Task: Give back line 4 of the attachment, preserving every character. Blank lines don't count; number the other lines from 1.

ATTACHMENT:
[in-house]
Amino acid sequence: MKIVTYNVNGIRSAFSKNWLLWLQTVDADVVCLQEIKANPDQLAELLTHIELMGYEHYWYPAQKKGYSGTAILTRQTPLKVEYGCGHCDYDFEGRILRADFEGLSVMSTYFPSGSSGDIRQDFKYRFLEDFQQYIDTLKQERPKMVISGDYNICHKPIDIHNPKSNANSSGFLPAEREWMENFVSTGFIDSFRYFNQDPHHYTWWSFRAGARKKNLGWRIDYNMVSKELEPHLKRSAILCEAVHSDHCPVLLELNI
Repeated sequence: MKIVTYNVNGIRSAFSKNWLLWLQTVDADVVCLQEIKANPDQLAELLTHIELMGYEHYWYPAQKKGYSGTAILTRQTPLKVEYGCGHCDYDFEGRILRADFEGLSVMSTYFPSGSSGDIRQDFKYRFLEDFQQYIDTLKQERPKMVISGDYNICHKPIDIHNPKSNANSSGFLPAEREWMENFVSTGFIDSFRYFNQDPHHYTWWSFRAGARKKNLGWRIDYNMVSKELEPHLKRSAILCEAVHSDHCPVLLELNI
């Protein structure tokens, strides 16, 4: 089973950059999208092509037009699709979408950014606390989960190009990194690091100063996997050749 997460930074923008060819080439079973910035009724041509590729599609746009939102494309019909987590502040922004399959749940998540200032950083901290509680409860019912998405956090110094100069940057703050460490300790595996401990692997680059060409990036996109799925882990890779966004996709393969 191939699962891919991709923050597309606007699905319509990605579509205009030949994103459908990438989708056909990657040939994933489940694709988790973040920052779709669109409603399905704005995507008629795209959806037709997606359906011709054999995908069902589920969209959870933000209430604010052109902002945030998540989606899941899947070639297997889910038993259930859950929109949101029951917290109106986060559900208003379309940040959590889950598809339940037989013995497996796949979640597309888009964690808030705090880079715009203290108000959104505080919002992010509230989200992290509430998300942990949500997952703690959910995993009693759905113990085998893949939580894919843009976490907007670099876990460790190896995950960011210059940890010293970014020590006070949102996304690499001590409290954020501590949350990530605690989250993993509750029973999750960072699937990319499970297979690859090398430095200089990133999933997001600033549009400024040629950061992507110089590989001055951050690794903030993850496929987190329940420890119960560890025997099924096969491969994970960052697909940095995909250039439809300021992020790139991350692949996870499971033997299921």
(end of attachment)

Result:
């Protein structure tokens, strides 16, 4: 089973950059999208092509037009699709979408950014606390989960190009990194690091100063996997050749 997460930074923008060819080439079973910035009724041509590729599609746009939102494309019909987590502040922004399959749940998540200032950083901290509680409860019912998405956090110094100069940057703050460490300790595996401990692997680059060409990036996109799925882990890779966004996709393969 191939699962891919991709923050597309606007699905319509990605579509205009030949994103459908990438989708056909990657040939994933489940694709988790973040920052779709669109409603399905704005995507008629795209959806037709997606359906011709054999995908069902589920969209959870933000209430604010052109902002945030998540989606899941899947070639297997889910038993259930859950929109949101029951917290109106986060559900208003379309940040959590889950598809339940037989013995497996796949979640597309888009964690808030705090880079715009203290108000959104505080919002992010509230989200992290509430998300942990949500997952703690959910995993009693759905113990085998893949939580894919843009976490907007670099876990460790190896995950960011210059940890010293970014020590006070949102996304690499001590409290954020501590949350990530605690989250993993509750029973999750960072699937990319499970297979690859090398430095200089990133999933997001600033549009400024040629950061992507110089590989001055951050690794903030993850496929987190329940420890119960560890025997099924096969491969994970960052697909940095995909250039439809300021992020790139991350692949996870499971033997299921």